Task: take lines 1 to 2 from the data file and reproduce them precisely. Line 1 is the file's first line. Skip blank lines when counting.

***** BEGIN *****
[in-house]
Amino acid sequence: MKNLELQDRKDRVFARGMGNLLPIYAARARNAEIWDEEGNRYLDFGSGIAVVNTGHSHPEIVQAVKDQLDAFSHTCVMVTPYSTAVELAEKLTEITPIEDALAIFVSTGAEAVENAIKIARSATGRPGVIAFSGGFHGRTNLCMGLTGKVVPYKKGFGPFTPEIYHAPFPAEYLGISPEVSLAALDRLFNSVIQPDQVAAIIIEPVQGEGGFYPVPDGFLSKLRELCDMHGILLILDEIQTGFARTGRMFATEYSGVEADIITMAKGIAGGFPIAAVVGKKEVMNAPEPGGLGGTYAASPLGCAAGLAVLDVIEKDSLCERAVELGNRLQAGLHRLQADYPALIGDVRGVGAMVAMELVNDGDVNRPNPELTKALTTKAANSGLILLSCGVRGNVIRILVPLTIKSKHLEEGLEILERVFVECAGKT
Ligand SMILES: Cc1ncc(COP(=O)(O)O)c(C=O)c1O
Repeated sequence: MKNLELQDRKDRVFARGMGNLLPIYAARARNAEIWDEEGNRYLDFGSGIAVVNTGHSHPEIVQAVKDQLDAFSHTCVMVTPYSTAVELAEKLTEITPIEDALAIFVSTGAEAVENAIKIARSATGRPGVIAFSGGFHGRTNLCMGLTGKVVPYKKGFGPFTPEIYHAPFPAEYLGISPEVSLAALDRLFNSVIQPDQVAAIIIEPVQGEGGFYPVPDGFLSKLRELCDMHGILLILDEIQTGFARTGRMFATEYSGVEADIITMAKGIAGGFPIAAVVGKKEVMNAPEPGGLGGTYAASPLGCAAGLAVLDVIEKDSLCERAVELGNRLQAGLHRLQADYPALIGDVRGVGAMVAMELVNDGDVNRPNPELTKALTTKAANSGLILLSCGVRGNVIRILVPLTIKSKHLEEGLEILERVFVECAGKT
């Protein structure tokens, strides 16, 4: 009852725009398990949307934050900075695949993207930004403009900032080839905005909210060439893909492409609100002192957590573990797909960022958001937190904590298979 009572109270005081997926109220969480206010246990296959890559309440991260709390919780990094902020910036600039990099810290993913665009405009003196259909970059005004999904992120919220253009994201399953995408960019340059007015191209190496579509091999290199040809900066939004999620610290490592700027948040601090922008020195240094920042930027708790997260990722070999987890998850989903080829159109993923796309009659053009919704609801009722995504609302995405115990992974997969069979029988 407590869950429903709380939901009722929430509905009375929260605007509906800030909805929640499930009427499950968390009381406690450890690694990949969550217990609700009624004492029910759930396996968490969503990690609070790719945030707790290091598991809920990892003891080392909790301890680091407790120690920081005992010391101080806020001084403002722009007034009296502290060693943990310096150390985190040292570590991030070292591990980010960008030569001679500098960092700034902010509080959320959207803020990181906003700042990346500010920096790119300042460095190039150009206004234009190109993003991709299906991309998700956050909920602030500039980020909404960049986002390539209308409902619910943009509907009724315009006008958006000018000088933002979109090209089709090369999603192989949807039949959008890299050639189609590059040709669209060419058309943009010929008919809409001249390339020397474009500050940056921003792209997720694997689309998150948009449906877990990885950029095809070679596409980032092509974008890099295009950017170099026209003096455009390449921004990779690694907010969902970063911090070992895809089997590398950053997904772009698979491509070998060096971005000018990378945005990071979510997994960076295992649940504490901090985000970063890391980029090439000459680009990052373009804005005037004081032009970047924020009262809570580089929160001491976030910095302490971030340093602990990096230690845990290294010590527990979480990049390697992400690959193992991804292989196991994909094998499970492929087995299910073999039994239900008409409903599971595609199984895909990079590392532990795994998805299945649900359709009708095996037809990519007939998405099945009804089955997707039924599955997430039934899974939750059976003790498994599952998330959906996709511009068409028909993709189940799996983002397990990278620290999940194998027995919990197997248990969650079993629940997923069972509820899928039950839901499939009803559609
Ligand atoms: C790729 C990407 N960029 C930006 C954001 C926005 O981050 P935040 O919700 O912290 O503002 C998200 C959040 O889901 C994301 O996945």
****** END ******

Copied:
[in-house]
Amino acid sequence: MKNLELQDRKDRVFARGMGNLLPIYAARARNAEIWDEEGNRYLDFGSGIAVVNTGHSHPEIVQAVKDQLDAFSHTCVMVTPYSTAVELAEKLTEITPIEDALAIFVSTGAEAVENAIKIARSATGRPGVIAFSGGFHGRTNLCMGLTGKVVPYKKGFGPFTPEIYHAPFPAEYLGISPEVSLAALDRLFNSVIQPDQVAAIIIEPVQGEGGFYPVPDGFLSKLRELCDMHGILLILDEIQTGFARTGRMFATEYSGVEADIITMAKGIAGGFPIAAVVGKKEVMNAPEPGGLGGTYAASPLGCAAGLAVLDVIEKDSLCERAVELGNRLQAGLHRLQADYPALIGDVRGVGAMVAMELVNDGDVNRPNPELTKALTTKAANSGLILLSCGVRGNVIRILVPLTIKSKHLEEGLEILERVFVECAGKT